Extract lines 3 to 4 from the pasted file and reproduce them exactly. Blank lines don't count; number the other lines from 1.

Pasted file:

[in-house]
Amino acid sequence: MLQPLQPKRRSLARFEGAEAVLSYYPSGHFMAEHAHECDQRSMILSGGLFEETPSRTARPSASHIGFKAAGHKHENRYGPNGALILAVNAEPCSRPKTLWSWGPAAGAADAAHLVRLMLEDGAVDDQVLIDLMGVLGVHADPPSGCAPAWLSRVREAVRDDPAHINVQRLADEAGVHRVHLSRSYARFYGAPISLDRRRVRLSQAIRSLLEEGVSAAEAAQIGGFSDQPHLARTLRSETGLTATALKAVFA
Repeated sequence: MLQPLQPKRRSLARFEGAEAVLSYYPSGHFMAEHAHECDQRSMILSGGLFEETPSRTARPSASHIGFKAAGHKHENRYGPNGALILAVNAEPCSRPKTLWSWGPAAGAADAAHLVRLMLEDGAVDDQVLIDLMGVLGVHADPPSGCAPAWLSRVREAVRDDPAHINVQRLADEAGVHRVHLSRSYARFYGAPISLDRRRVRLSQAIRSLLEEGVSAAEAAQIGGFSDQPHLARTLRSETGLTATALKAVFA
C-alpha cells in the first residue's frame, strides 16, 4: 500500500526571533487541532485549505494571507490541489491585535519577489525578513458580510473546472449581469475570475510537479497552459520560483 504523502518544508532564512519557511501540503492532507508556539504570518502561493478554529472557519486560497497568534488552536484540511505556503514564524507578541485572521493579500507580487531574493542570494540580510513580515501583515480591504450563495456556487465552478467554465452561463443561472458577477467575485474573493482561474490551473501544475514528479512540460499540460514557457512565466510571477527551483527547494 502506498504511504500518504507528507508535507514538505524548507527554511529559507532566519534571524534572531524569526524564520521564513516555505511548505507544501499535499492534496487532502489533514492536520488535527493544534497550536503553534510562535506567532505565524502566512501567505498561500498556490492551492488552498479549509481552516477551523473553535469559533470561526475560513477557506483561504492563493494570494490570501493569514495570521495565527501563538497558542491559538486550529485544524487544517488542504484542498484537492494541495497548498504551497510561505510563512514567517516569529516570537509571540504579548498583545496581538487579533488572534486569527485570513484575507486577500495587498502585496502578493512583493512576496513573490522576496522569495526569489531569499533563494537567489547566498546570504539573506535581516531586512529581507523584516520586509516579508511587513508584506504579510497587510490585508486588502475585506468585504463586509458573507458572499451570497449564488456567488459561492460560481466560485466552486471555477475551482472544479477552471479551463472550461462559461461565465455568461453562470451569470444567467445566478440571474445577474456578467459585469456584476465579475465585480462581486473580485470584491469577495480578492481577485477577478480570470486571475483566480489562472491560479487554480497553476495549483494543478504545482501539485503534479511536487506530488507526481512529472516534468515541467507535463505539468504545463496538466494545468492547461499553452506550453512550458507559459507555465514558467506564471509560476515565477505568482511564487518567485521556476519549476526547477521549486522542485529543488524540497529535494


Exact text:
Repeated sequence: MLQPLQPKRRSLARFEGAEAVLSYYPSGHFMAEHAHECDQRSMILSGGLFEETPSRTARPSASHIGFKAAGHKHENRYGPNGALILAVNAEPCSRPKTLWSWGPAAGAADAAHLVRLMLEDGAVDDQVLIDLMGVLGVHADPPSGCAPAWLSRVREAVRDDPAHINVQRLADEAGVHRVHLSRSYARFYGAPISLDRRRVRLSQAIRSLLEEGVSAAEAAQIGGFSDQPHLARTLRSETGLTATALKAVFA
C-alpha cells in the first residue's frame, strides 16, 4: 500500500526571533487541532485549505494571507490541489491585535519577489525578513458580510473546472449581469475570475510537479497552459520560483 504523502518544508532564512519557511501540503492532507508556539504570518502561493478554529472557519486560497497568534488552536484540511505556503514564524507578541485572521493579500507580487531574493542570494540580510513580515501583515480591504450563495456556487465552478467554465452561463443561472458577477467575485474573493482561474490551473501544475514528479512540460499540460514557457512565466510571477527551483527547494 502506498504511504500518504507528507508535507514538505524548507527554511529559507532566519534571524534572531524569526524564520521564513516555505511548505507544501499535499492534496487532502489533514492536520488535527493544534497550536503553534510562535506567532505565524502566512501567505498561500498556490492551492488552498479549509481552516477551523473553535469559533470561526475560513477557506483561504492563493494570494490570501493569514495570521495565527501563538497558542491559538486550529485544524487544517488542504484542498484537492494541495497548498504551497510561505510563512514567517516569529516570537509571540504579548498583545496581538487579533488572534486569527485570513484575507486577500495587498502585496502578493512583493512576496513573490522576496522569495526569489531569499533563494537567489547566498546570504539573506535581516531586512529581507523584516520586509516579508511587513508584506504579510497587510490585508486588502475585506468585504463586509458573507458572499451570497449564488456567488459561492460560481466560485466552486471555477475551482472544479477552471479551463472550461462559461461565465455568461453562470451569470444567467445566478440571474445577474456578467459585469456584476465579475465585480462581486473580485470584491469577495480578492481577485477577478480570470486571475483566480489562472491560479487554480497553476495549483494543478504545482501539485503534479511536487506530488507526481512529472516534468515541467507535463505539468504545463496538466494545468492547461499553452506550453512550458507559459507555465514558467506564471509560476515565477505568482511564487518567485521556476519549476526547477521549486522542485529543488524540497529535494